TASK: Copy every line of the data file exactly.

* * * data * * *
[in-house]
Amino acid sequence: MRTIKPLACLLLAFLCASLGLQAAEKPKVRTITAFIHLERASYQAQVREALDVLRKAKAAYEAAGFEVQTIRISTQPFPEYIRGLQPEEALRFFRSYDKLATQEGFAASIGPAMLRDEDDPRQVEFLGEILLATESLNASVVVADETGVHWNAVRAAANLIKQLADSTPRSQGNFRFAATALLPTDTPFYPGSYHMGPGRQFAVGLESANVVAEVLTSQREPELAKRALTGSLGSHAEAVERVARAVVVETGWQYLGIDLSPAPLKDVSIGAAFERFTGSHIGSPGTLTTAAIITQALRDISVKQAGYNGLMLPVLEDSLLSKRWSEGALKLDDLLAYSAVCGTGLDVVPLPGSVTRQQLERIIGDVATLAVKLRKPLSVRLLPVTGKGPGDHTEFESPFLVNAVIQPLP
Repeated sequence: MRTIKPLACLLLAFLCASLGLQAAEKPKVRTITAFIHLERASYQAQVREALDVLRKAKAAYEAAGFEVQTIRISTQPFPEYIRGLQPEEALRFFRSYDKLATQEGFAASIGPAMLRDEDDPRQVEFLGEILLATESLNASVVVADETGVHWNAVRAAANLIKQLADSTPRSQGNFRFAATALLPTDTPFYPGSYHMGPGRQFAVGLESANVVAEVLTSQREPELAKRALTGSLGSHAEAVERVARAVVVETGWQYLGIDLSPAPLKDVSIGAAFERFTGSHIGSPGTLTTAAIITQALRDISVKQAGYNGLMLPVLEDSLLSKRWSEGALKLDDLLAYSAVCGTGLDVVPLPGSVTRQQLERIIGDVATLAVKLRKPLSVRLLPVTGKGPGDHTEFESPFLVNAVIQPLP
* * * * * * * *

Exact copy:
[in-house]
Amino acid sequence: MRTIKPLACLLLAFLCASLGLQAAEKPKVRTITAFIHLERASYQAQVREALDVLRKAKAAYEAAGFEVQTIRISTQPFPEYIRGLQPEEALRFFRSYDKLATQEGFAASIGPAMLRDEDDPRQVEFLGEILLATESLNASVVVADETGVHWNAVRAAANLIKQLADSTPRSQGNFRFAATALLPTDTPFYPGSYHMGPGRQFAVGLESANVVAEVLTSQREPELAKRALTGSLGSHAEAVERVARAVVVETGWQYLGIDLSPAPLKDVSIGAAFERFTGSHIGSPGTLTTAAIITQALRDISVKQAGYNGLMLPVLEDSLLSKRWSEGALKLDDLLAYSAVCGTGLDVVPLPGSVTRQQLERIIGDVATLAVKLRKPLSVRLLPVTGKGPGDHTEFESPFLVNAVIQPLP
Repeated sequence: MRTIKPLACLLLAFLCASLGLQAAEKPKVRTITAFIHLERASYQAQVREALDVLRKAKAAYEAAGFEVQTIRISTQPFPEYIRGLQPEEALRFFRSYDKLATQEGFAASIGPAMLRDEDDPRQVEFLGEILLATESLNASVVVADETGVHWNAVRAAANLIKQLADSTPRSQGNFRFAATALLPTDTPFYPGSYHMGPGRQFAVGLESANVVAEVLTSQREPELAKRALTGSLGSHAEAVERVARAVVVETGWQYLGIDLSPAPLKDVSIGAAFERFTGSHIGSPGTLTTAAIITQALRDISVKQAGYNGLMLPVLEDSLLSKRWSEGALKLDDLLAYSAVCGTGLDVVPLPGSVTRQQLERIIGDVATLAVKLRKPLSVRLLPVTGKGPGDHTEFESPFLVNAVIQPLP